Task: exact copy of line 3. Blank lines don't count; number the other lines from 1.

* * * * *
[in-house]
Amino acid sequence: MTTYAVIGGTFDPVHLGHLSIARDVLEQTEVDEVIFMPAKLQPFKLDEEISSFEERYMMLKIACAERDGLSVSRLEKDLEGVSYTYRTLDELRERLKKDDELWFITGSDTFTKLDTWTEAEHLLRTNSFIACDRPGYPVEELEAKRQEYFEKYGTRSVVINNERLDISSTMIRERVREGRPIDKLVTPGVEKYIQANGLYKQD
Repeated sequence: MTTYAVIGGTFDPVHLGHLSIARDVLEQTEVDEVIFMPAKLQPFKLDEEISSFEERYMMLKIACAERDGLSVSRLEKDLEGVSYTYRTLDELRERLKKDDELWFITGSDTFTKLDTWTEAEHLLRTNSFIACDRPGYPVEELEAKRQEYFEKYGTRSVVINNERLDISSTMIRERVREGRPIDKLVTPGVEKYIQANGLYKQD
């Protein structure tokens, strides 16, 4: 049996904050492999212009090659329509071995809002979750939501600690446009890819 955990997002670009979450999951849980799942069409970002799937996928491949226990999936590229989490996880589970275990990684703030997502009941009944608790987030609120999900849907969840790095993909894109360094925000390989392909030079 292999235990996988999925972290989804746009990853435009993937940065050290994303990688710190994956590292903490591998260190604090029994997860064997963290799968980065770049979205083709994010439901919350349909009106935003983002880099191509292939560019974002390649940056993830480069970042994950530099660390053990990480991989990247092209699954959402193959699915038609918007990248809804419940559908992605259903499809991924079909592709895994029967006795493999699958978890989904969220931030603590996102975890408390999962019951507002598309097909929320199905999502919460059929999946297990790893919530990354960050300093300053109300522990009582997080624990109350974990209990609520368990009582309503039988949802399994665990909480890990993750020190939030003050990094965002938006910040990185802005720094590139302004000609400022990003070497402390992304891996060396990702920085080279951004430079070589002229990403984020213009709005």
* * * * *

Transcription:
Repeated sequence: MTTYAVIGGTFDPVHLGHLSIARDVLEQTEVDEVIFMPAKLQPFKLDEEISSFEERYMMLKIACAERDGLSVSRLEKDLEGVSYTYRTLDELRERLKKDDELWFITGSDTFTKLDTWTEAEHLLRTNSFIACDRPGYPVEELEAKRQEYFEKYGTRSVVINNERLDISSTMIRERVREGRPIDKLVTPGVEKYIQANGLYKQD